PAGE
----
Here are some of my favourite tools:
Share – adds a set of social media icons on each page, making it easier for anyone to share your content on Twitter, Facebook, Pinterest, Evernote, and even the Amazon Wishlist button (perfect for any pages you have that offer a book for sale).
List Builder – creates a customizable pop-up that asks visitors to sign up for your list. (Also works well as an “exit-intent” pop up that detects the exact moment when a visitor is about to leave. A lightbox pops up asking for the visitor’s email address.)
Welcome Mat – a full screen call-to-action (much like a feature box) that shows when a reader lands on your site.
Smart Bar – works the same way as the Hellobar, allowing you to capture email addresses or direct your visitors to a specific landing page.
Scroll Box – the politest way to ask for emails. A box slides out from the bottom of the page when your visitor is almost finished reading.
Remember to keep the reader experience in mind when adding these list building tools to your author site. Test to see what works best, and gather feedback from your readers to ensure you’re not overdoing it. ;)
8. Get The Most Out Of Multiple Opt-In Placements and CTA’s
You know what you want readers to do when they get to your site or landing page, but that doesn’t mean it’s as obvious to a first time visitor. Therefore, it’s your job to make it abundantly clear what the “next steps” are for your reader, and direct them to take action.
CTA’s (or call-to-actions) highlight for the reader exactly what to do, AND the benefits of doing so.Effective email opt-in forms and landing pages blend a clear and compelling headline, with a specific call-to-action and an incentive that answers: “What’s in it for me?”.
Once you’ve designed a beautiful and compelling opt-in form, the next step is where to place it to effectively grab your reader’s attention. And although it’s not really a “more is more” approach when determining placement, you do want to create as many opportunities as you can for people to join your list.Placement options for your opt-in forms:
a feature box on your author website homepage
a dedicated book landing page
in your byline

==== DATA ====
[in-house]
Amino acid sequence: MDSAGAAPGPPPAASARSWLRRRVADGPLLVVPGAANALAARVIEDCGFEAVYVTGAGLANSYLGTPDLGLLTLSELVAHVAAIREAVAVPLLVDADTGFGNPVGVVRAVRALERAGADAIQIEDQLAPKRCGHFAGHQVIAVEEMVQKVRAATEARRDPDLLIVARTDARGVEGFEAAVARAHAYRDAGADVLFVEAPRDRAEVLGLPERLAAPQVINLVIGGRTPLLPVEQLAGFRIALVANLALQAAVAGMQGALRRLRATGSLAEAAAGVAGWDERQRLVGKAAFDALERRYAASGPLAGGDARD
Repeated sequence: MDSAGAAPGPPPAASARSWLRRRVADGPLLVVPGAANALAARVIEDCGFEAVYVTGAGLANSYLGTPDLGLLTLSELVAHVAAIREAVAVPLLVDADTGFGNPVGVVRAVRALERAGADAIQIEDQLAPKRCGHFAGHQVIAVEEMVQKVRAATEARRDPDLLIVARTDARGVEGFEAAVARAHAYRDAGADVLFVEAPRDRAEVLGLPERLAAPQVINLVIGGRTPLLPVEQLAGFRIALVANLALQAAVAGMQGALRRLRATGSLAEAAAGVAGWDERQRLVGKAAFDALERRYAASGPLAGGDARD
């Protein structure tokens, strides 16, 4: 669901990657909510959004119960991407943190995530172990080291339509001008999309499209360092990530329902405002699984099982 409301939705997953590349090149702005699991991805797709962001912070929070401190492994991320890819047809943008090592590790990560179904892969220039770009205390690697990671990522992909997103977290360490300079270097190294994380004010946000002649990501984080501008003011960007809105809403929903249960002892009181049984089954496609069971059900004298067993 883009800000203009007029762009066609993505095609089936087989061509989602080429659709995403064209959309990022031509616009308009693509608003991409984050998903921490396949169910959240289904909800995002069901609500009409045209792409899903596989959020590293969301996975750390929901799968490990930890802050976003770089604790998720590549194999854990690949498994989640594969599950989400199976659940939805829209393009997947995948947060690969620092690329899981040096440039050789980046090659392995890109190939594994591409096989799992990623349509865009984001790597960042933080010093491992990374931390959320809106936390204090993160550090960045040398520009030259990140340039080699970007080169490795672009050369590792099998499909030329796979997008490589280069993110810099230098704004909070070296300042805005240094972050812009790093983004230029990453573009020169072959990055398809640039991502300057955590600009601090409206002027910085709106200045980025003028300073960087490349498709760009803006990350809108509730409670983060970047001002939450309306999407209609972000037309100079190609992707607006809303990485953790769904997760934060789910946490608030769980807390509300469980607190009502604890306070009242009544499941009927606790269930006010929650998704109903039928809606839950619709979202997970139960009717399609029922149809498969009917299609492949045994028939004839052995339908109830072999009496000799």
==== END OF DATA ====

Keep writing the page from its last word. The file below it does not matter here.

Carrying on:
inside your blog content
in your sidebar (make it “sticky” with this plugin
at the end of a blog post
front and back of book CTA’s that link to a landing page with an opt-in form (see Nick Stephenson and “Reader Magnets”
within a (mobile friendly) pop-up box
a link to a landing page (with opt-in) in your main navigation menu
in your blog footer
on your About page
on your Start Here page
within a ”Coming Soon” landing page
9. Create A Free Email Course or Series
An autoresponder series is a set of pre-written emails, automatically sent out in order (at customizable time intervals) to every new subscriber.
This is a fantastic way to begin building engagement and trust with your subscribers from the moment they opt-in, and when they are most open to hearing from you.
You can use this function (provided by many email service providers) to:
- design a free mini-course on a particular topic
- deliver a genre-specific, episodic story that reveals your writing voice and style
- draw readers deeper into the fold with engaging content and exclusive bonuses
- set up a book sales “funnel” that begins with a free book and includes both regular and relevant promotional content
Whatever you choose, it’s important to think about why you’re creating it and how it benefits both your readers AND your writing business.
Will it attract your target readers and deter those that don’t fit your ideal audience?
You want to create an automated sequence that both educates (or interests) your readers, as well as helps you sell more books.
10. Host A Giveaway
A giveaway can be a fantastic way to build excitement and gather a lot of subscribers in a relatively short period of time.But there are a few things to keep in mind if you want to have a truly successful giveaway:
Ensure that whatever app or plugin you use to host your giveaway requires the visitors email address to enter.
Offer a prize that only your ideal audience would want. It won’t help you to collect hundreds of email addresses, only to find out that your “iPad Mini” giveaway garnered subscribers that have no interest in your topic, your genre or your writing.
Encourage visitors to share your giveaway with a thank you page that has buttons to Tweet out or share the giveaway on Facebook. Incentivize them to help do your PR for you by using a premium plugin like KingSumo Giveaways, where the more people share, the more entries they earn (and the more emails you collect).
After the contest ends (and to further ensure you’ve managed to gather your target readers), email this group and offer additional content that relates to the giveaway prize. Note who clicks the link to get “more” from you. These people are more engaged and more likely to be your fans and quality subscribers. Those that don’t take you up on your offer of more goodness, are less likely to be your ideal readers, and can be removed from your list.
The Tip of the Iceberg
These are just a few of the list building strategies that you can implement to explode your email list growth.
However, the goal is not to try and put EVERY email list building strategy into effect – just those that make the most sense for your style, your writing goals… and your sanity.
After you’ve had time to see how a tactic performs, you can keep what works and stop wasting time on what doesn’t.
If you know of other writers struggling to build their list, please do them a favour and pass this post along.
Which of these list boosting strategies are you going to implement first?